- I sometimes chop up bananas and keep them in the freezer as a further time saver (it means I don’t have to run to the shop for bananas every three days)
- I do the same with the fresh ginger, buying large fresh pieces when I see them and storing them prepared in pots in the freezer
- This recipe is super flexible. You can substitute most ingredients for whatever you have on hand.
- Don’t drop the blade of the blender on your foot. It hurts.
For me this smoothie is really balanced. It’s fresh with a lovely zing from the ginger. The avocado and banana give a nice smooth texture. I don’t know what spirulina is meant to do, but it makes the smoothie a nice colour and helps me feel like I am taking care of my body as I prepare to exit my twenties.
I finally got the chance to do my first from-scratch bake of the year, and decided to make these brownies with a cherry cheesecake topping. I spent some time on Pinterest last year looking for recipes to use up the 400g glace cherries I inherited from my old housemate. This was the recipe I settled on.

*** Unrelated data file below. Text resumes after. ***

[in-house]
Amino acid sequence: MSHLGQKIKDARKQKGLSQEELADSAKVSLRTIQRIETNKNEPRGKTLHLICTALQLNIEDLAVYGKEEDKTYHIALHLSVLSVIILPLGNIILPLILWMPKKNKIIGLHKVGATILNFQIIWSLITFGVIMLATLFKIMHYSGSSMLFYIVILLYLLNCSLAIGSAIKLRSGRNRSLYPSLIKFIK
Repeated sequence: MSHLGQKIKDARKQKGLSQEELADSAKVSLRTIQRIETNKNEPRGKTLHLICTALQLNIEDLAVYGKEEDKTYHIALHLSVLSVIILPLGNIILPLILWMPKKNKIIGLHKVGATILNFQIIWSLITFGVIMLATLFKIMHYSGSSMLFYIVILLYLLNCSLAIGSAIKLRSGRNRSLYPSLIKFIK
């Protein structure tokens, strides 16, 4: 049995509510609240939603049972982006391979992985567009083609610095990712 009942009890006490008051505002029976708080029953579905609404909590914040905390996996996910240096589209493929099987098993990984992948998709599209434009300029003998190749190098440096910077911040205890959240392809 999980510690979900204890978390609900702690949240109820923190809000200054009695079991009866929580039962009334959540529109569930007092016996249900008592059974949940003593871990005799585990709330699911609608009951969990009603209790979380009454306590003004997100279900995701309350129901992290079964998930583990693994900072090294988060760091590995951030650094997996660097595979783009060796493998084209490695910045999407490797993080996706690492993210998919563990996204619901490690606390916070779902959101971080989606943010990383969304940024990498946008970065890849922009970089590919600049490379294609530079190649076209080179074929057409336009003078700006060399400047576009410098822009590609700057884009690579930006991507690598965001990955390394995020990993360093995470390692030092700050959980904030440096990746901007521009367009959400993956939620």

I think these brownies were really tasty, though I think the balance is a little off. I would have preferred slightly less brownie and slightly more of the baked cream cheese topping. It’s so good. Maybe if I made these again I would try and do three quarters of the stated amounts for the brownies. It would probably be safe to freeze some of the batter for future midwinter sugar cravings. I liked how simple the brownie recipe was, though I do think other brownies I have made in the past were nicer.